Tuesday, March 29, 2005


This is a big shift from Terri Schiavo, right-to-life issues and whether or not cable news channels are actually doing a good job, but tonight I was laying around at home like a big blob (I know that's a lovely image. I wasn't totally blobolicious, I did manage to paint my toenails and fingernails, which of course I promptly screwed up). While painting away, I watched CBS' Emmy-winning The Amazing Race, which features Rob and Amber, the now-engaged winners of Survivor: All-Stars.

When I watched Survivor: All-Stars, I was impressed with the Rob and Amber combo. They played the game ruthlessly, but with skill and determination, and I believed they deserved to win even though most of the other competitors told them at the end of the game that they were the worst people they had ever met.

Sore losers, I thought during that last tribal council. And it was so romantic when Rob asked Amber to marry him on live television.

So tonight I'm watching The Amazing Race, rooting for my favorites Rob and Amber, and getting progressively more disgusted by their behavior. An older woman, Gretchen, fell in a cave and seriously cut her head, and all Rob had to say was that her doting husband, Meredith, probably pushed her so they could con everyone out of their money. After that, Meredith and Gretchen came in last. Instead of eliminating them, the show's host seized all their money and belongings, guaranteeing them even rougher going the next day. When the pair took up a collection from the other players the next morning, Rob refused to contribute, saying “it's a game” so he and his fiance weren't going to help.

Later in the race, another team literally rolled their jeep while driving in the African outback. Every other team stopped to make sure the two were okay; Rob and Amber just drove on, not even slowing down.

Competitively, that was the right decision, because it put Rob and Amber in second place at the end of the round when previously they had been losing more challenges than Rob could stand.

Turns out, the older couple managed to come in fifth, even without belongings or money, securing their place in the race. And the brothers who flipped their car came in sixth after a sprint to the finish, beating the endlessly battling couple who still said they planned to stay together even though it's apparent to all of America that they hate each other.

Still, I thought the right thing to do would have been to eliminate Rob and Amber for bad behavior, giving the fighting couple their spot. Not that the fighting couple was so much better - they were the only other team that refused to give Meredith and Gretchen money. But at least they slowed down to see if everyone was all right. At the end of the day, people's lives are more important than any game, even ones played on TV. Especially ones played on TV, because now we all know who Rob and Amber really are. And I was such a fan ...

Saturday, March 26, 2005

Enough Terri Schiavo already

I'm working on a story right now about conservative books, so my research journey has taken me to Fox News Channel and many conservative blogs - see Captain's Quarters, AnnCoulter.com, RichardPoe.com and NewsMax.com. If you are on this site, you have likely read some of my other posts, and you have figured out that I'm not a big fan of the U.S. conservative movement. As Andrew Sullivan points out, it's really more of a move toward fundamentalism and away from libertarianism, which is ironic in light of the fact that the 9/11 attacks, one of the major catalysts for this shift in the party, were perpetuated by fundamentalists, albeit Muslims not Christians.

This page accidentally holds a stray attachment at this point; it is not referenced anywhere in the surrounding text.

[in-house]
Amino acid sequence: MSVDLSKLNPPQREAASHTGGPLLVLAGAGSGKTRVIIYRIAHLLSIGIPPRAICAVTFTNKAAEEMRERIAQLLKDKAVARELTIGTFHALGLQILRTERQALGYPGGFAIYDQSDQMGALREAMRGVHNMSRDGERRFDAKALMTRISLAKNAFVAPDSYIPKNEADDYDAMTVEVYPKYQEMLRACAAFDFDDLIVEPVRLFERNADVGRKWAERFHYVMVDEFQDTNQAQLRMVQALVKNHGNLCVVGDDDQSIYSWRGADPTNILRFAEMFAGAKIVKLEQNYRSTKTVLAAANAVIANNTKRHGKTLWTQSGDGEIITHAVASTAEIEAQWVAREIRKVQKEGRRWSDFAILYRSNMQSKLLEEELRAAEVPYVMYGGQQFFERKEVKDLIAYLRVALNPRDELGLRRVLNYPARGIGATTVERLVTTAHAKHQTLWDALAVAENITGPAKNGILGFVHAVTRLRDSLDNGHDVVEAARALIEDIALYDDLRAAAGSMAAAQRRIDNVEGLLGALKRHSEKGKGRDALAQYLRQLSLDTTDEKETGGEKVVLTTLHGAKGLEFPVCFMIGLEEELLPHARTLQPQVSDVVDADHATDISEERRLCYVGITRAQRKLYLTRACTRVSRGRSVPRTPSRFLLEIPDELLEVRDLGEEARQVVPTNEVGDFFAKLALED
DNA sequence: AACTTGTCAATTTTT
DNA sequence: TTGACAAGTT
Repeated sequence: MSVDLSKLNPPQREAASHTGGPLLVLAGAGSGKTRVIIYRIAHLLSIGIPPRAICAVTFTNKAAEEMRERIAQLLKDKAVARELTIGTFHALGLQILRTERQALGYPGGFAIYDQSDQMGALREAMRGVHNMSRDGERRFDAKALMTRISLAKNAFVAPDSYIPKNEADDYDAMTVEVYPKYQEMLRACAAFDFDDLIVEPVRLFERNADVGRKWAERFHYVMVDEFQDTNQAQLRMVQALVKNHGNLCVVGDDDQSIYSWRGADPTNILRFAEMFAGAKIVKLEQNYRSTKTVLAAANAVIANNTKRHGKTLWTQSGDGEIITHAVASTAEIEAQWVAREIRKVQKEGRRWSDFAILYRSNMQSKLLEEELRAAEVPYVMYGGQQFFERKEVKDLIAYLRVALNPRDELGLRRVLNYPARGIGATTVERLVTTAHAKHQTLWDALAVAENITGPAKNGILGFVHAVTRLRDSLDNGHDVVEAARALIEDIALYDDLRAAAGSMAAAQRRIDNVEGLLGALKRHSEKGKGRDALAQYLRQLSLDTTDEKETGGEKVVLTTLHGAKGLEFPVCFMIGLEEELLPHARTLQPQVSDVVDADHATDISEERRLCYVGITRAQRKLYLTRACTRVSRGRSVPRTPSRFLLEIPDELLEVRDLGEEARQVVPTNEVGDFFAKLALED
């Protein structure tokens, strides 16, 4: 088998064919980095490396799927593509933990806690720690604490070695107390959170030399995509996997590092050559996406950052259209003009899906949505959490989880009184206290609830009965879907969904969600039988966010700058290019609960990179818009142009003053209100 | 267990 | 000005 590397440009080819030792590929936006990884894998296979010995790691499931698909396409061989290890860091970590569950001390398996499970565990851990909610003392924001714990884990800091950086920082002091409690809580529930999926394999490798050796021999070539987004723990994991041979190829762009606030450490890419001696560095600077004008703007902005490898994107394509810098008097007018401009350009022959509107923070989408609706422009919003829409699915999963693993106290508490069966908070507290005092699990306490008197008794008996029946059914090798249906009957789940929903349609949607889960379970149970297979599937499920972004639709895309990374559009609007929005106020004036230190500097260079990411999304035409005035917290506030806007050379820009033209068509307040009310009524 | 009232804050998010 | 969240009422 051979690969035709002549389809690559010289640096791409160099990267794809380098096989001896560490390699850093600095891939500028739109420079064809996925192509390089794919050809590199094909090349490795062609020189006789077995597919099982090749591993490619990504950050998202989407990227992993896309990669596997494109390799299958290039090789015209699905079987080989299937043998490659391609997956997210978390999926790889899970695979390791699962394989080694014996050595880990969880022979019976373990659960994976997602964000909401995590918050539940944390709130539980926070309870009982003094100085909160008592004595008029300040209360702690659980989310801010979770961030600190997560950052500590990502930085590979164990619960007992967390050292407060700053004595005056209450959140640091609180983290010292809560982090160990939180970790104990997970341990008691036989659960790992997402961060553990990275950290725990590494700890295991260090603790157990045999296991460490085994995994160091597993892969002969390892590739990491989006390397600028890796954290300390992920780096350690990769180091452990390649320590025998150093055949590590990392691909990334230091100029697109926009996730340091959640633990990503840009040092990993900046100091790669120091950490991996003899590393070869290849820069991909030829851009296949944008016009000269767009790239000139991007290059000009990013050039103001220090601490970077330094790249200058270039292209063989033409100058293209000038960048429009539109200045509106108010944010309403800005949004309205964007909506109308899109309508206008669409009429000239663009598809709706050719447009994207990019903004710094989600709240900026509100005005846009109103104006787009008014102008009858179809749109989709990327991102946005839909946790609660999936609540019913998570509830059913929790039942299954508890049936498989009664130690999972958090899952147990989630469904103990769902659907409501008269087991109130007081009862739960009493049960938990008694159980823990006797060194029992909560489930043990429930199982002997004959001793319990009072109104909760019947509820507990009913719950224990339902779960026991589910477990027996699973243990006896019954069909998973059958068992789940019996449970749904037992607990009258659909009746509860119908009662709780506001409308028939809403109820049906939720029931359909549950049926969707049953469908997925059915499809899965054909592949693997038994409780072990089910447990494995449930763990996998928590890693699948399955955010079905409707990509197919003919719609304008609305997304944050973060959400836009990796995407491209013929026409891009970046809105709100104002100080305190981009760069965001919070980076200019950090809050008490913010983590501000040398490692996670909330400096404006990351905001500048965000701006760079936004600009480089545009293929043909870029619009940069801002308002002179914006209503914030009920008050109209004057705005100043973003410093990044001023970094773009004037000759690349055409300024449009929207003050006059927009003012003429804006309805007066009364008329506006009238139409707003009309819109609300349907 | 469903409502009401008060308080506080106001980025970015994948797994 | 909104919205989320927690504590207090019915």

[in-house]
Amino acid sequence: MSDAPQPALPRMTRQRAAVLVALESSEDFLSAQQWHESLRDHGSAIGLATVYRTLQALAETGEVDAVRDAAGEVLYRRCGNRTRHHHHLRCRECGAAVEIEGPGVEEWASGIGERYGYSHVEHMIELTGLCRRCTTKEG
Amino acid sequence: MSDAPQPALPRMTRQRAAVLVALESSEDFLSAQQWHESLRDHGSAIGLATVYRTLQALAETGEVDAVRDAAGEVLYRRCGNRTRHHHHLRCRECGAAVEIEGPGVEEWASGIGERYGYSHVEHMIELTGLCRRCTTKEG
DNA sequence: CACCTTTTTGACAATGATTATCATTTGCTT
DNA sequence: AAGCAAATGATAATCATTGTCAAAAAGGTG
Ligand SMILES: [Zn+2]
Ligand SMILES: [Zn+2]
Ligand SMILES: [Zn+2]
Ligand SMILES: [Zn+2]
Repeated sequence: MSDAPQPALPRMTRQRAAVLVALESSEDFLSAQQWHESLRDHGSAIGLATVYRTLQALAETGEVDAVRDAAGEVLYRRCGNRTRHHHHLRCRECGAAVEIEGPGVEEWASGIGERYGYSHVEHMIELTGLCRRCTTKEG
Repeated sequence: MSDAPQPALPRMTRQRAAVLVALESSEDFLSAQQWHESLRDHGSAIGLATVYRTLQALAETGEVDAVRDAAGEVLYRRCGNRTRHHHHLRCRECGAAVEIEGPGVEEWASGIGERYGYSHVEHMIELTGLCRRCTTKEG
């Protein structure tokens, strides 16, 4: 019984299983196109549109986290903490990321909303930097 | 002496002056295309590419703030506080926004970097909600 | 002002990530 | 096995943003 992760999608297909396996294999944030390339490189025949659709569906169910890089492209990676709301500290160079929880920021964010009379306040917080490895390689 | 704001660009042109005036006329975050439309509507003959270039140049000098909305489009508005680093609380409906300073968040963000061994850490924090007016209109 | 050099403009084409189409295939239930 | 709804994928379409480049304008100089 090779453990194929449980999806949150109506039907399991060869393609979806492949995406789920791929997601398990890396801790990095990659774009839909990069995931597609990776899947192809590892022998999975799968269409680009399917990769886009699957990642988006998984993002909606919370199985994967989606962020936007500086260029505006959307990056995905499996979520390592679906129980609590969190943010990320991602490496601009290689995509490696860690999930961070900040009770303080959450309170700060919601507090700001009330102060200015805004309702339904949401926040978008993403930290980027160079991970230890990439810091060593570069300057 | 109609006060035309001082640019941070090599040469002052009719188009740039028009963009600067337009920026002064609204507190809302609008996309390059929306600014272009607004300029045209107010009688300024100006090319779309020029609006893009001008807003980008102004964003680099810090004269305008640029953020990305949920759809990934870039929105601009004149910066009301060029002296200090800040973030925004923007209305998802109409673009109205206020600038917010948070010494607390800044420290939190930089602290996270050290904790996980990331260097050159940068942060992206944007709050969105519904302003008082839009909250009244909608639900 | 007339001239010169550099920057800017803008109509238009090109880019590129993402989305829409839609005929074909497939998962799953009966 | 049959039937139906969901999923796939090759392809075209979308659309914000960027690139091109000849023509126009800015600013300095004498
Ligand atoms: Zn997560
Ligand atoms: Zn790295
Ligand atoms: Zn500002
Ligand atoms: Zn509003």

Anyway, what I'm confronted with in all these right-wing places is Terri Schiavo. No big surprise, but it's opened my eyes a little. Even though I'm a member of the media, I have never understood how some of these micro stories become mammoth monster stories that take over the news agenda of the entire country. Why Terri Schiavo, Elian Gonzalez and Lacy Peterson? Why not the many, many other brain-dead, hospitalized victims; Cuban refugees; or murdered wives?

I still don't know the answer to that question, but what I did learn (or what I was reminded of), is the copycat nature of news in the U.S. Watching Fox News, which last Thursday was airing Terri Schiavo almost to the exclusion of anything else (except a brief dip into the Michael Jackson lawsuit), I remembered exactly why discussion of the case has taken over -- fear. If Fox chooses to cover Terri Schiavo night and day, and Fox is the cable news leader, then everyone else has to cover it night and day because of the fear that viewers will leave in droves, ratings will plummet and everyone at the network will lose their jobs.

It's that point I believe the cable news directors lose their judgement. I do think the Terri Schiavo case is an interesting and important debate on morality and the right to life or lack thereof, and I do think this country should engage that debate. I do not think it should black out the news agenda to the exclusion of most of the rest of the news. What's more, with so many 24/7 news channels available, plus the Internet, and so on and so on, couldn't someone get brave enough to drop coverage of the Schiavo case unless something actually happens? And when it does, couldn't they just report that, maybe analyze it a little, and move on?